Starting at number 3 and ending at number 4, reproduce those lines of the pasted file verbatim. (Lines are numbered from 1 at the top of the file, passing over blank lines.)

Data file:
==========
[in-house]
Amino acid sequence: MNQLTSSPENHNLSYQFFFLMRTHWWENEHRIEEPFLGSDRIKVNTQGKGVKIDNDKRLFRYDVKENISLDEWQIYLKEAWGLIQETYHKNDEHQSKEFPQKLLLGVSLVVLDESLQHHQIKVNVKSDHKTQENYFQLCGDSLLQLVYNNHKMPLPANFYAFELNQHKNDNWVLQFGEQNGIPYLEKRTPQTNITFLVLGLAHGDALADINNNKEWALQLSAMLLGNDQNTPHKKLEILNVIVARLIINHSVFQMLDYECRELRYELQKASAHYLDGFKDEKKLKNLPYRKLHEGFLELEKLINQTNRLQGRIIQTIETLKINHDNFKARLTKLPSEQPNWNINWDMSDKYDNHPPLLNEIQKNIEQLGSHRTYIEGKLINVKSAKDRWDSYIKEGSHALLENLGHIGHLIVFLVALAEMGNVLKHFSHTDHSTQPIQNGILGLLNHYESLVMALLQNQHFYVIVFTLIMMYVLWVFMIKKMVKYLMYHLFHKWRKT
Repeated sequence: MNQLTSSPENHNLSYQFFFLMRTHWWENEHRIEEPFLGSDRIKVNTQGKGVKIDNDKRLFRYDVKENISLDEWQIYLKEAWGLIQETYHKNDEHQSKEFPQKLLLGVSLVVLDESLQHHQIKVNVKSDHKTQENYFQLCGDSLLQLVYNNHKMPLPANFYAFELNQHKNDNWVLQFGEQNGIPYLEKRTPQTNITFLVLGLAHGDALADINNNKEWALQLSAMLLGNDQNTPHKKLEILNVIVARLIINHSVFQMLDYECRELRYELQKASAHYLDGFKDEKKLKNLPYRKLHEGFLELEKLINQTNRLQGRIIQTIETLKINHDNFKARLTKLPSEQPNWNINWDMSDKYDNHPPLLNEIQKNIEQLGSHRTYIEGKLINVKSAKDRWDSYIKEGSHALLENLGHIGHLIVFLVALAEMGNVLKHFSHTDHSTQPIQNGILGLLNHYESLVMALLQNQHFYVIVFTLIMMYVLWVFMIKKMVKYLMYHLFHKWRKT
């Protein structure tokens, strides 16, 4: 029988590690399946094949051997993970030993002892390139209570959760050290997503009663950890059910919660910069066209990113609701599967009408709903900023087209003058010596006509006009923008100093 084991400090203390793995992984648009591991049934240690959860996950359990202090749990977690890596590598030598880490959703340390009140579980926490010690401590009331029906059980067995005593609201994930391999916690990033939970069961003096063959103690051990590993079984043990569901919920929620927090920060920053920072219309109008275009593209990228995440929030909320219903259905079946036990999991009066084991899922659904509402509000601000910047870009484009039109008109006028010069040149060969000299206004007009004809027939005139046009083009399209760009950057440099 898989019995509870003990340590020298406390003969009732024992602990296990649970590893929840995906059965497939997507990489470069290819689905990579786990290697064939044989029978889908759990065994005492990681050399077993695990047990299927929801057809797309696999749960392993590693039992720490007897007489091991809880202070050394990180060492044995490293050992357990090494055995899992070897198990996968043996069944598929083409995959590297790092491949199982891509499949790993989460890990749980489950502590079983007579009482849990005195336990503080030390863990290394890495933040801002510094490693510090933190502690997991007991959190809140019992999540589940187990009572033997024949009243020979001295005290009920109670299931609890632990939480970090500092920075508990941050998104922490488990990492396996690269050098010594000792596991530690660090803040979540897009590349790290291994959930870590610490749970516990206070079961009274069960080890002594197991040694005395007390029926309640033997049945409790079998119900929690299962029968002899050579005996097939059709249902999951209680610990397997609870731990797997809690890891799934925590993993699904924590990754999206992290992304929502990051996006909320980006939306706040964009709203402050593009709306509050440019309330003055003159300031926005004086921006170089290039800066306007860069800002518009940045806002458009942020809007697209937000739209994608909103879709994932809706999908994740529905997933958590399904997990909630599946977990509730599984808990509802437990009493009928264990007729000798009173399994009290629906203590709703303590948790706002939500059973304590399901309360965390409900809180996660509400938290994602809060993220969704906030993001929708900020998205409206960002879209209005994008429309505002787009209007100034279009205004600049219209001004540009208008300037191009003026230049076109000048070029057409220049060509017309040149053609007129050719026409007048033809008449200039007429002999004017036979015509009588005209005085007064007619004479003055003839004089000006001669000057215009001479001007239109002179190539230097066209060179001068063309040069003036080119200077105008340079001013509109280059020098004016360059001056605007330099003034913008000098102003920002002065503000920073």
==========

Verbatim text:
Repeated sequence: MNQLTSSPENHNLSYQFFFLMRTHWWENEHRIEEPFLGSDRIKVNTQGKGVKIDNDKRLFRYDVKENISLDEWQIYLKEAWGLIQETYHKNDEHQSKEFPQKLLLGVSLVVLDESLQHHQIKVNVKSDHKTQENYFQLCGDSLLQLVYNNHKMPLPANFYAFELNQHKNDNWVLQFGEQNGIPYLEKRTPQTNITFLVLGLAHGDALADINNNKEWALQLSAMLLGNDQNTPHKKLEILNVIVARLIINHSVFQMLDYECRELRYELQKASAHYLDGFKDEKKLKNLPYRKLHEGFLELEKLINQTNRLQGRIIQTIETLKINHDNFKARLTKLPSEQPNWNINWDMSDKYDNHPPLLNEIQKNIEQLGSHRTYIEGKLINVKSAKDRWDSYIKEGSHALLENLGHIGHLIVFLVALAEMGNVLKHFSHTDHSTQPIQNGILGLLNHYESLVMALLQNQHFYVIVFTLIMMYVLWVFMIKKMVKYLMYHLFHKWRKT
């Protein structure tokens, strides 16, 4: 029988590690399946094949051997993970030993002892390139209570959760050290997503009663950890059910919660910069066209990113609701599967009408709903900023087209003058010596006509006009923008100093 084991400090203390793995992984648009591991049934240690959860996950359990202090749990977690890596590598030598880490959703340390009140579980926490010690401590009331029906059980067995005593609201994930391999916690990033939970069961003096063959103690051990590993079984043990569901919920929620927090920060920053920072219309109008275009593209990228995440929030909320219903259905079946036990999991009066084991899922659904509402509000601000910047870009484009039109008109006028010069040149060969000299206004007009004809027939005139046009083009399209760009950057440099 898989019995509870003990340590020298406390003969009732024992602990296990649970590893929840995906059965497939997507990489470069290819689905990579786990290697064939044989029978889908759990065994005492990681050399077993695990047990299927929801057809797309696999749960392993590693039992720490007897007489091991809880202070050394990180060492044995490293050992357990090494055995899992070897198990996968043996069944598929083409995959590297790092491949199982891509499949790993989460890990749980489950502590079983007579009482849990005195336990503080030390863990290394890495933040801002510094490693510090933190502690997991007991959190809140019992999540589940187990009572033997024949009243020979001295005290009920109670299931609890632990939480970090500092920075508990941050998104922490488990990492396996690269050098010594000792596991530690660090803040979540897009590349790290291994959930870590610490749970516990206070079961009274069960080890002594197991040694005395007390029926309640033997049945409790079998119900929690299962029968002899050579005996097939059709249902999951209680610990397997609870731990797997809690890891799934925590993993699904924590990754999206992290992304929502990051996006909320980006939306706040964009709203402050593009709306509050440019309330003055003159300031926005004086921006170089290039800066306007860069800002518009940045806002458009942020809007697209937000739209994608909103879709994932809706999908994740529905997933958590399904997990909630599946977990509730599984808990509802437990009493009928264990007729000798009173399994009290629906203590709703303590948790706002939500059973304590399901309360965390409900809180996660509400938290994602809060993220969704906030993001929708900020998205409206960002879209209005994008429309505002787009209007100034279009205004600049219209001004540009208008300037191009003026230049076109000048070029057409220049060509017309040149053609007129050719026409007048033809008449200039007429002999004017036979015509009588005209005085007064007619004479003055003839004089000006001669000057215009001479001007239109002179190539230097066209060179001068063309040069003036080119200077105008340079001013509109280059020098004016360059001056605007330099003034913008000098102003920002002065503000920073």